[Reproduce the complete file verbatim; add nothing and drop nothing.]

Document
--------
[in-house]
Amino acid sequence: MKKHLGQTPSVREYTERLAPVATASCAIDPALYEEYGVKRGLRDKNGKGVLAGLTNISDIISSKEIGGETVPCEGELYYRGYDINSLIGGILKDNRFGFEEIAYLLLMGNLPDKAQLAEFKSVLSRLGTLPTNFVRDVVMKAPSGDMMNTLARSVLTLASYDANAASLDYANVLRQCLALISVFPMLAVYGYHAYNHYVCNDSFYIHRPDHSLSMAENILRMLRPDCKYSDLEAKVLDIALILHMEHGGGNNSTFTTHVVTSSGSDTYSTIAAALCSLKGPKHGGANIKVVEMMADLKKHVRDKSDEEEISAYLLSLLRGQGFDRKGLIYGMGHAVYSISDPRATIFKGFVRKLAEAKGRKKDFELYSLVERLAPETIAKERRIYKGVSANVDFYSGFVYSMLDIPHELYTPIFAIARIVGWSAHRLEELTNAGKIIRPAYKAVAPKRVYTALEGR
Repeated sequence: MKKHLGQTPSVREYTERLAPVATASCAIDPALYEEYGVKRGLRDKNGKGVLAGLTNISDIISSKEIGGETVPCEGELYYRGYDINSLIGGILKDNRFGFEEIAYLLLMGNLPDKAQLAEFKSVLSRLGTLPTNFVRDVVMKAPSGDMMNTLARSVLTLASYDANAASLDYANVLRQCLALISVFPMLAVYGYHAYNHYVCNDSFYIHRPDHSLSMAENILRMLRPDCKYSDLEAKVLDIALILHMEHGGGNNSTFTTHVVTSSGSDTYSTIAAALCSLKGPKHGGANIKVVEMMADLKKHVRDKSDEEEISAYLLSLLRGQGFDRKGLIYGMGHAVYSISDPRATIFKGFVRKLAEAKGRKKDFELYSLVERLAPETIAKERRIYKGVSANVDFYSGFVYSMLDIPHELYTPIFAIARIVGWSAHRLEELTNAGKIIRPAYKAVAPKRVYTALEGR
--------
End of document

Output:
[in-house]
Amino acid sequence: MKKHLGQTPSVREYTERLAPVATASCAIDPALYEEYGVKRGLRDKNGKGVLAGLTNISDIISSKEIGGETVPCEGELYYRGYDINSLIGGILKDNRFGFEEIAYLLLMGNLPDKAQLAEFKSVLSRLGTLPTNFVRDVVMKAPSGDMMNTLARSVLTLASYDANAASLDYANVLRQCLALISVFPMLAVYGYHAYNHYVCNDSFYIHRPDHSLSMAENILRMLRPDCKYSDLEAKVLDIALILHMEHGGGNNSTFTTHVVTSSGSDTYSTIAAALCSLKGPKHGGANIKVVEMMADLKKHVRDKSDEEEISAYLLSLLRGQGFDRKGLIYGMGHAVYSISDPRATIFKGFVRKLAEAKGRKKDFELYSLVERLAPETIAKERRIYKGVSANVDFYSGFVYSMLDIPHELYTPIFAIARIVGWSAHRLEELTNAGKIIRPAYKAVAPKRVYTALEGR
Repeated sequence: MKKHLGQTPSVREYTERLAPVATASCAIDPALYEEYGVKRGLRDKNGKGVLAGLTNISDIISSKEIGGETVPCEGELYYRGYDINSLIGGILKDNRFGFEEIAYLLLMGNLPDKAQLAEFKSVLSRLGTLPTNFVRDVVMKAPSGDMMNTLARSVLTLASYDANAASLDYANVLRQCLALISVFPMLAVYGYHAYNHYVCNDSFYIHRPDHSLSMAENILRMLRPDCKYSDLEAKVLDIALILHMEHGGGNNSTFTTHVVTSSGSDTYSTIAAALCSLKGPKHGGANIKVVEMMADLKKHVRDKSDEEEISAYLLSLLRGQGFDRKGLIYGMGHAVYSISDPRATIFKGFVRKLAEAKGRKKDFELYSLVERLAPETIAKERRIYKGVSANVDFYSGFVYSMLDIPHELYTPIFAIARIVGWSAHRLEELTNAGKIIRPAYKAVAPKRVYTALEGR